Were 19th-century women permitted to be public speakers?
To answer the presented question I used my prior knowledge and skills from being a history major to approach the question. I used the Trinity College Library online resources and databases to search for sources that would be able to answer the question. I personally prefer JSTOR, so I searched through JSTOR.
A struggle and very important aspect of searching in JSTOR is the keywords that you use to search. In my first search I used the keywords “19th century”, “women”, and “public speaking”. I further narrowed my results by only searching for results in English that are articles, books, or reviews, and narrowed the discipline to American Studies, Education, Feminist and Women’s Studies, and History. My results were very scattered, in order to narrow it down and to get better results I modified my search and added the keyword “American” in addition to my previous keywords. My search results yielded this. After that, I read the titles of the works and picked out a few that I thought would help answer my question. The following titles are the articles that I thought would help me to answer the question: “Schooling Women in Citizenship”, “woman’s High Calling: The Teaching Profession in America, 1830-1860”, “On the American Dream: Equality, Ambiguity, and the Persistence of Rage”, and “Allowed Irregularities: Women Preaches in the Early 19th-Century Maritimes”.
In the article “Schooling Women in Citizenship” by Susan Douglas Franzosa, I found a quote that read “In the schools, girls and boys learned to revere and support the laws that provided for women’s disenfranchisement and prohibition from speaking in public, owning property, holding political office, and voting”. On the other hand, in the article “Allowed Irregularities: Women Preachers in the Early 19th-Century Maritimes” by D.G. Bell it reads “This study uncovers no tradition of female preaching in Maritime Protestantism, but the findings suggest tat female preaching was not uncommon”. A female preacher suggests that women were allowed to be public speakers and in front of audiences of both men and women. However, it has a religious dimension attached to it. It does not answer the question of whether a woman would be able to give a public speech on something other than religion. In addition, in the article “woman’s high calling: the teaching profession in America, 1830-1860” it says, “When the movement to improve the public schools took hold in the 1820s and ‘30s, leading reformers could point to women teachers and pupils in the female seminaries as qualified instructors for common schools”.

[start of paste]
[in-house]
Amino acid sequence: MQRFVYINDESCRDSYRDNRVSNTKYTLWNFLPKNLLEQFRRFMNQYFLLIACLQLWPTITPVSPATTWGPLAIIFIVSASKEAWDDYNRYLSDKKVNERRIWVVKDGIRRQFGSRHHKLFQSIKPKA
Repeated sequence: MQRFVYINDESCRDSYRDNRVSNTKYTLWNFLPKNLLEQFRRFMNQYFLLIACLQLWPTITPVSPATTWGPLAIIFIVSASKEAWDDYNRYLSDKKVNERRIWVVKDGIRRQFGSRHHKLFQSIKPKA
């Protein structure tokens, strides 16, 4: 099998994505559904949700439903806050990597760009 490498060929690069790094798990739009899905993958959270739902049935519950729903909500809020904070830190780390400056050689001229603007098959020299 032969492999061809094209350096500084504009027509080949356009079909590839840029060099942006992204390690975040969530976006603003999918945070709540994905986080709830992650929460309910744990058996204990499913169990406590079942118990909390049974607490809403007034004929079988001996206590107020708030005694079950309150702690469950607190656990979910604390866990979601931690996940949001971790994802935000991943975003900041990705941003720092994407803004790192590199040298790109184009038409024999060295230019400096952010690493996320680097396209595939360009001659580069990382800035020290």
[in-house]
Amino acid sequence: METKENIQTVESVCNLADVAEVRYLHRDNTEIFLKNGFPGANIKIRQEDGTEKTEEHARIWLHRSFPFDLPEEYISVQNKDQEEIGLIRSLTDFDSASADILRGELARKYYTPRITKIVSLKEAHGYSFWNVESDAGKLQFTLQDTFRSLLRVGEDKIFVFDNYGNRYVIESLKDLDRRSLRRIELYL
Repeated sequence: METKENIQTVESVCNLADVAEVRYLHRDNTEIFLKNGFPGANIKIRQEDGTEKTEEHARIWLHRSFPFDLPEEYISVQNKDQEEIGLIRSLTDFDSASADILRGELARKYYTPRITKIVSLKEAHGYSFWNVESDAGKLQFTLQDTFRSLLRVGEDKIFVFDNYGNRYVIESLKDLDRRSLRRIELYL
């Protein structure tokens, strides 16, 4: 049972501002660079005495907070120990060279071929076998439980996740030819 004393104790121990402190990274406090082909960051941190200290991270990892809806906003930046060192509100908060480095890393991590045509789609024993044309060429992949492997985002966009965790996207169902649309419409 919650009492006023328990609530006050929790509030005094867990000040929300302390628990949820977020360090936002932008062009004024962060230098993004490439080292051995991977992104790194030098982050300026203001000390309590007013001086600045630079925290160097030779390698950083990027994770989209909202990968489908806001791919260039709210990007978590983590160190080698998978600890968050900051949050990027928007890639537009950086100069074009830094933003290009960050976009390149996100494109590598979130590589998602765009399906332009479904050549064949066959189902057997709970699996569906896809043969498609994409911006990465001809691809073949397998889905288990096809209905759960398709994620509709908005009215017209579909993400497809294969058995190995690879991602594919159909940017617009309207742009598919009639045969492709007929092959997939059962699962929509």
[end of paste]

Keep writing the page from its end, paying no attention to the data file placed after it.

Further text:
In order to further my search, I went out on a limb and googled the presented question. Most of the times nothing but Wikipedia or other unreliable sources come up. However, this time it presented me with an interesting source “Social Conditions Inspired Women to Speak Up – In Speaking Up Women Changed History”, which said “Women could not speak in public without fear of being hit with rotten vegetables or worse”. Eventually, “A few of the young women at Oberlin, led by abolitionist and feminist Lucy Stone, organized the first debating society ever formed among college girls. At first they held their meetings secretly in the woods, with sentinels on the watch to give warming of intruders and later at the home of an old black woman at the edge of the wood”.  Furthermore, Phillips the author of this article comments, “Stone, who graduated from Oberlin in 1847, refused to write a commencement speech since she would not be allowed to read it. Ten years later, in 1857, Oberlin College finally allowed a woman to read her part at the public ceremony”. Phillips argues that after the middle of the century women were beginning to be allowed to speak in public.
With this knowledge I went back to JSTOR and used “lucy stone”, “19th century”, “America”, and “public speaking”. I did not find many different sources. In order to find more sources I decided to use a different database, Google Scholar. I just typed in “lucy stone 19th century public speaking” and discovered a book titled Lucy Stone: Pioneer of Woman’s Rights”. I then searched within the book for “public speaking”. With these results I was able to confirm the discoveries of the article by Lois Phillips, that Lucy Stone was able to public speak as a woman and was headlining this campaign. However, it was not until after half way through the 19th century that this was possible.
 Susan Douglas Franzosa, “Schooling Women in Citizenship”, Theory into Practice , Vol. 27, No. 4, Civic Learning (Autumn, 1988), 278.
 D.G. Bell “Allowed Irregularities: Women Preachers in the Early 19th-century Maritimes”, Acadiensis , Vol. 30, No. 2 (SPRING/PRINTEMPS 2001), 4.
 Keith e. Melder, “woman’s high calling: the teaching profession in America, 1830-1860”, American Studies , Vol. 13, No. 2 (fall 1972), 20.
 Lois Phillips, ‘Social Conditions Inspired Women to Speak Up – In Speaking Up Women Changed History”, 4.
 Phillips, 7.
 Phillips, 7.